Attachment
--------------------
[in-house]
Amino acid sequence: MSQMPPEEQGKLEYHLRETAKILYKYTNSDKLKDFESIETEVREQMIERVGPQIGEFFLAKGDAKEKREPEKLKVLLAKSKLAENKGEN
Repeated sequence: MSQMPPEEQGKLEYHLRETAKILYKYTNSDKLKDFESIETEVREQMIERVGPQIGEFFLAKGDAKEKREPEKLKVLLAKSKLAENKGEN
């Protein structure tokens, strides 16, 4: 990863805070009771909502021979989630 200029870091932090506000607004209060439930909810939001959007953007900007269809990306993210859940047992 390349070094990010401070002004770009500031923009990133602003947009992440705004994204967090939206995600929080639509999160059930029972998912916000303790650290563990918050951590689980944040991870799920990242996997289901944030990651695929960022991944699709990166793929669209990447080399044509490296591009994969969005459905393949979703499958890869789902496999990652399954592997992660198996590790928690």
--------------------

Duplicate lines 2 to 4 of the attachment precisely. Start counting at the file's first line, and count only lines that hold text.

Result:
Amino acid sequence: MSQMPPEEQGKLEYHLRETAKILYKYTNSDKLKDFESIETEVREQMIERVGPQIGEFFLAKGDAKEKREPEKLKVLLAKSKLAENKGEN
Repeated sequence: MSQMPPEEQGKLEYHLRETAKILYKYTNSDKLKDFESIETEVREQMIERVGPQIGEFFLAKGDAKEKREPEKLKVLLAKSKLAENKGEN
């Protein structure tokens, strides 16, 4: 990863805070009771909502021979989630 200029870091932090506000607004209060439930909810939001959007953007900007269809990306993210859940047992 390349070094990010401070002004770009500031923009990133602003947009992440705004994204967090939206995600929080639509999160059930029972998912916000303790650290563990918050951590689980944040991870799920990242996997289901944030990651695929960022991944699709990166793929669209990447080399044509490296591009994969969005459905393949979703499958890869789902496999990652399954592997992660198996590790928690």